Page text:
China has the most comprehensive blockchain strategy in the world. State owned enterprises, local governments, along with the participation of the large private corporations both domestic and foreign are driving the strategy forward. The strategy and its execution are comprehensive, as well as, well funded. When other governments are dipping their toes into Central Bank Digital Currency, the Chinese are in pilot trials on Digital Electronic Currency Payment (DCEP) system.
The groundwork is being laid on two fronts, the Blockchain Service Network as well as blockchain standards work through China’s National Blockchain and Distributed Accounting Technology Standardization Technical Committee. The Chinese are members of DCGI (Digital Currency Global Initiative) a joint project of Stanford University and ITU, a UN special agency. ITU is chaired by a Chinese citizen.
Xi Jinping, the highest official in the land, is an advocate of blockchain technology. Such high level support and funding has allowed the Chinese to execute on the strategy; all official and private enterprises are working together to make the strategy successful. In a country like China, hewing to the official line is a good approach. This statement also applies to most foreign companies that do significant business in China.
This is an article about a project that fits into the overall scheme, which is the publication of a municipal plan from Beijing, with a comprehensive road-map for the transformation of municipal services and governance. The paper is very comprehensive and is more than 140 pages in English. The paper and its message is summarized below.
Beijing municipal government and its services have organically evolved and resulted in data islands and segmentation creating inefficiencies in governance. To overcome this inefficiency, the solution is blockchain 3.0 based “programmable government”. The paper separates the blockchain era into blockchain 1.0 which coincides with the release of the bitcoin paper and the first version of bitcoin core, blockchain 2.0 which injected programmability into the blockchain through Ethereum and now blockchain 3.0. Blockchain 3.0 is the application of blockchain to various industries, not just finance and payment systems.
Blockchain 3.0 is the new infrastructure that drives the modernization governance capabilities through new infrastructure. The new infrastructure will allow cross-hierarchy, cross-departmental and cross-domain data sharing with new technical tools, collaborative platforms and infrastructure. Quality of data will improve with built-in auditing, non-tampering and traceability, allowing better analytics. Given the timeliness of data updates and sharing, important documents like licenses and registration of various enterprises are updated and available. The overall level of government services will be enhanced.
Given the roots of blockchain technology in provenance and authenticity of documents, it is no surprise that improving government services, which are based on document management will be helped by transitioning to blockchain.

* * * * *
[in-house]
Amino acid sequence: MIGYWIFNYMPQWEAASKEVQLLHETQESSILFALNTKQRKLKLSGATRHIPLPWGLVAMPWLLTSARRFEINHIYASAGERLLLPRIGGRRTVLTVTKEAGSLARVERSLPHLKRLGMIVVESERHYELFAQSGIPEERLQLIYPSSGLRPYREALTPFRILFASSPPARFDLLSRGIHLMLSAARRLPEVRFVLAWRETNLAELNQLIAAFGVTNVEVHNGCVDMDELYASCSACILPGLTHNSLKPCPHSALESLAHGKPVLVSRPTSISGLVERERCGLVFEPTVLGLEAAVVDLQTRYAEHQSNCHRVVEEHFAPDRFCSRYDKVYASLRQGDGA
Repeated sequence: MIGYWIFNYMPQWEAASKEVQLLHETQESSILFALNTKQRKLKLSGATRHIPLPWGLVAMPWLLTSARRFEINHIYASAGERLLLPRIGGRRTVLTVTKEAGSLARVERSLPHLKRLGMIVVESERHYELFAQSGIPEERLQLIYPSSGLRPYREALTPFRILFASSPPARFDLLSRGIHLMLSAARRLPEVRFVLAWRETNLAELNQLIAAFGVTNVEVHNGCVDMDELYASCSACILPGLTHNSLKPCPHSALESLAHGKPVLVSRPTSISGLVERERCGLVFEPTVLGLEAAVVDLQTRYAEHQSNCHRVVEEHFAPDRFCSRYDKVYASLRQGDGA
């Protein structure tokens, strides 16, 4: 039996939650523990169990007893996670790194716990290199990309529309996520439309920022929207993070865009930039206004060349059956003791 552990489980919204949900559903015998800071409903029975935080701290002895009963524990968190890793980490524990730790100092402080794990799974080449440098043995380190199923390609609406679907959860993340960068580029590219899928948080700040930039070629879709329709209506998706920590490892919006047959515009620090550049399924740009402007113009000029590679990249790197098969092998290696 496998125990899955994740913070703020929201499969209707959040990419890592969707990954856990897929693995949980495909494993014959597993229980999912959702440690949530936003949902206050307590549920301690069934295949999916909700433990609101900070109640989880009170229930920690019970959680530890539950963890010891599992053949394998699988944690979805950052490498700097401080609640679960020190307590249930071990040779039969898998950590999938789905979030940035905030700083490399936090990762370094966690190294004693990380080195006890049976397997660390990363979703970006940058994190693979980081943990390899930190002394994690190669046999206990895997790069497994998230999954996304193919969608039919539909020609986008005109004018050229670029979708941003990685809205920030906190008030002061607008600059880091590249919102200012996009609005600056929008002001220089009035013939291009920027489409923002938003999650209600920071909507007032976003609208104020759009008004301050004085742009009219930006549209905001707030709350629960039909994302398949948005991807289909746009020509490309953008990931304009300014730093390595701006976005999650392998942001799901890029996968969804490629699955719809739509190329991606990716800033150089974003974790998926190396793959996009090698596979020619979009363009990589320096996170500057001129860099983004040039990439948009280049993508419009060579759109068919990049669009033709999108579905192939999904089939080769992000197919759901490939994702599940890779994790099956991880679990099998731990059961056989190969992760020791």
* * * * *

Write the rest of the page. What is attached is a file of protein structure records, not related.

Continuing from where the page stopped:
The document goes into the detail of twelve projects that have been launched to implement Beijing municipality’s blockchain 3.0 vision.. The description of each project goes into details of the problem to be solved as well as the implementation along with the current status of the project. A couple of representative projects are cited below.
The first is the Beijing airport International Logistics Blockchain Platform. From the description, it seems to be a Hyperledger Fabric based platform. The paper does not explicitly mention the platform, but was launched back in March 2020. The project allows for rapid co-ordination between the various agencies because of the integration of the following documents into a easily queryable and tamper-proof system: the international port information, trade data, logistics data, customs clearance information, and tax information.
The second is the Municipal Services Bureau’s servicing of electronic licenses based on blockchain. Repeated submission of license information, the stealing of license data to create fraudulent licenses. Currently, multiple licenses including electronic business licenses, ID cards, driving licenses, marriage certificates and many others are being handled by the pilot project.
The appendix has data dictionaries and process flow of many projects. Of course, this comprehensive “programmable society” approach will raise eyebrows. The possibility of mass surveillance and misuse of private transaction information for controlling society will be uppermost in people’s minds.
This is not due to the technology itself, but the lack of regulation and laws that govern the use of data. In the West, in spite of multiple regulations, private enterprises gather up immense amounts of data and use it to influence us to buy stuff and indeed subvert democracy itself. In any country, a balance has to found between efficiency and misuse of data. Some of these are cultural norms, this paper does allude to multiple ways in which the privacy of information is secured.